A new study claims that climate change deniers are not only conspiracy theorists, but also “damaging”. While some call those who oppose the view that global warming is real “brave” or even heroic, others call them cranks or worse. No matter where you stand, this new study is extremely interesting.
According to The Daily Mail :
Now deniers of global warming have been dealt a stinging blow by psychologists who found skeptics of man-made climate change tend to believe in conspiracy theories.
They say the conspiracist outlook taken by many climate change skeptics is harming the public debate over global warming.
The researchers studied the response to a previous study looking at the role conspiracy theories play in online blogs that deny the scientific consensus on climate change.
They found around a fifth of the comments about the research ‘can be considered conspiracist’.
It builds on a previous survey that the researchers conducted, which found up to 40 per cent of those who are skeptical about global warming use imagery that invoked conspiracy theories.
The research claims that the so-called ‘pause’ in climate change never took place – scientists just haven’t been digging deep enough.
This includes the use of words like ‘scam’ and repeated references to faked data and collusion between scientists and governments to deliberately conceal evidence.
Professor Stephan Lewandowsky , an experimental psychologist at the University of Bristol who led the work, said: ‘These results add to a growing body of research on the nature of internet discourse and the role of the blogosphere in climate denial.
‘It also confirms that conspiratorial elements are readily identifiable in blogosphere discourse’
The paper, which is published in the Journal of Social and Political Psychology, provides a damning view of skeptical bloggers and those who comment on their websites .
The term ‘conspiracy theory’ is often used as a way of dismissing and ridiculing a person’s beliefs.
Well known conspiracies include claims that the existence of alien life has been covered up and that the Moon landings were faked.
The majority of scientists deny there is a conspiracy to paint climate change as worse than it is and Prince Charles, who campaigns on environmental issues, recently insisted there was no such conspiracy.
He said the international bodies that now accept the threat of climate change could ‘scarcely be accused of being part of some half-baked conspiracy dreamt up by extreme environmentalists intent on undermining capitalism’.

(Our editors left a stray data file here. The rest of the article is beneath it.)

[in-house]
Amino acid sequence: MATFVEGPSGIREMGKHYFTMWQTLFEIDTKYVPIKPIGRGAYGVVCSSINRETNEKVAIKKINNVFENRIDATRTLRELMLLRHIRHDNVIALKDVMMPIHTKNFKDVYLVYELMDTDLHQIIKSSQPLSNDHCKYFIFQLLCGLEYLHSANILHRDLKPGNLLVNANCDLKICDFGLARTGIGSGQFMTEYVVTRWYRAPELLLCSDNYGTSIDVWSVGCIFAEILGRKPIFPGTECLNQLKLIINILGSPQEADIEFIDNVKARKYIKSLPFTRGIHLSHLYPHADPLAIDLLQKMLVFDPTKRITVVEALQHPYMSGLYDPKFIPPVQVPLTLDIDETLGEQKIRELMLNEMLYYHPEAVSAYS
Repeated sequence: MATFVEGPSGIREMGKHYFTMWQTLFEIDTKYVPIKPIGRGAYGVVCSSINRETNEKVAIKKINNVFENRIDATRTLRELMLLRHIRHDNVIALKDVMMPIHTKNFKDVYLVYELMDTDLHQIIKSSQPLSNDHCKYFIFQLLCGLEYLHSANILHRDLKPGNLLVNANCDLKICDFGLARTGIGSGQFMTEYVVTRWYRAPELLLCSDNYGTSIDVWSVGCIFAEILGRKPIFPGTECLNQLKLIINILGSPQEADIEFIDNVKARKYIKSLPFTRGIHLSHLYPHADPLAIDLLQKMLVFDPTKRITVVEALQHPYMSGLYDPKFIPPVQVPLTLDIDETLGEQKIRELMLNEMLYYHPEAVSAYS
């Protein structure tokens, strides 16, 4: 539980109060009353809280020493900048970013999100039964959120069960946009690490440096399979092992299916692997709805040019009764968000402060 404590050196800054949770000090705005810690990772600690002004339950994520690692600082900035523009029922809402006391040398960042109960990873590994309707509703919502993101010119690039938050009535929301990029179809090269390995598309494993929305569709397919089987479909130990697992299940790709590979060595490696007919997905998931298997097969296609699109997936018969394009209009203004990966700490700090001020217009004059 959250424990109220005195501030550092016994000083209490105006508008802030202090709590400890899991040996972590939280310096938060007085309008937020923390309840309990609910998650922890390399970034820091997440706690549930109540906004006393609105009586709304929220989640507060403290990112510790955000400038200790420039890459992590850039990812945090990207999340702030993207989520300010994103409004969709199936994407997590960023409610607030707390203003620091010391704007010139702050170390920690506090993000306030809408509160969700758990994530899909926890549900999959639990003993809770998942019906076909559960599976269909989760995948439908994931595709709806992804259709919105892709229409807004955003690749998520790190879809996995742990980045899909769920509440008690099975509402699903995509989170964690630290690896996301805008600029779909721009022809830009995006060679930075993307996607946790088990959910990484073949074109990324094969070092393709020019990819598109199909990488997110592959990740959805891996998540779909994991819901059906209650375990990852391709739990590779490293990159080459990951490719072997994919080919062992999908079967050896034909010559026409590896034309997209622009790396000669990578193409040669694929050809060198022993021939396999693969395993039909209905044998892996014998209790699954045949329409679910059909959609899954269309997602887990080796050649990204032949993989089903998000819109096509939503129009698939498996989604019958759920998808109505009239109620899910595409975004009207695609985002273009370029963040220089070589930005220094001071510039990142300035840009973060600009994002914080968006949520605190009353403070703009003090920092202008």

However, there are some high profile critics of climate science who insist there are attempts to silence critics of climate science.
Former Chancellor Lord Lawson, for example, has accused the BBC of banning him from debating the topic.
The new research confirms that there is a strong feeling among climate change skeptics that there is a conspiracy of some sort surrounding global warming science.
However, critics of the paper will point out that the authors themselves have received intense criticism from climate change deniers for their previous research that has painted skeptics as conspiracy theorists.
Their earlier study, published in 2012 and titled Recursive Fury, received multiple complaints and Professor Lewandowsky claims there were attempts to block its publication and have it retracted.
It was eventually retracted by the journal that published it for ‘legal’ reasons but it insisted there were not ethical or academic issues with the study.
Their latest paper, published in a different journal, is seen as a response to this criticism and examines the blog posts about the previous study.
They also gave ‘naive’ students material from skeptics blogs and asked them to assess them for conspiracy theories and scholarship.
These were compared to scientifically compared critiques. The researchers say the blog posts tended to be high in conspiracism but low on scholarship.
Writing in the journal, the researchers said: ‘On numerous blogs, it appeared to be taken for granted that the data was “faked” or “scammed”.
‘In one blog post that repeated the words “scam” or “scammed” 21 times, the author asserted that “almost certainly” some respondents of the survey were caricaturing climate “skeptics”.
‘Indeed, most of the hypotheses advanced about LOG12 (the Recursive Fury paper published in 2012) included an accusation of intentional wrong-doing by the authors, which goes beyond pointing to problems and errors as would be the norm in conventional scientific discourse.
‘The ease with which those presumptions about misconduct and malfeasance were made and accepted provides a fertile environment in the blogosphere for the subsequent unfolding of conspiracist ideation.’
They also warn that some extreme climate change deniers have also resorted to ‘harassing’ scientists and the editors of journals.
They say the conspiracy theories put forward by many blogs written by skeptics is failing to encourage reasonable debate about climate science among the public.
They write: ‘There are indications that seeking the retraction of inconvenient papers has become a routine practice among individuals who are denying (climate) science.
‘To date, we have become aware of 7 instances in which editors were subject to what can reasonably be classified as harassment or intimidation in order to achieve the retraction of inconvenient papers.
‘The potentially chilling effects of those activities on academic freedom must be analyzed further.
‘Our results point to the need to educate the public about the difference between scientific and non-scientific forms of discourse.’
The new paper has already provoked an angry response from climate change skeptics.
Writing on the sceptical blogsite Watts Up With That , Anthony Watts dismissed the work as a ‘smear’.
He attacks the Journal of Social and Political Psychology for publishing academic papers by ‘nutters’.
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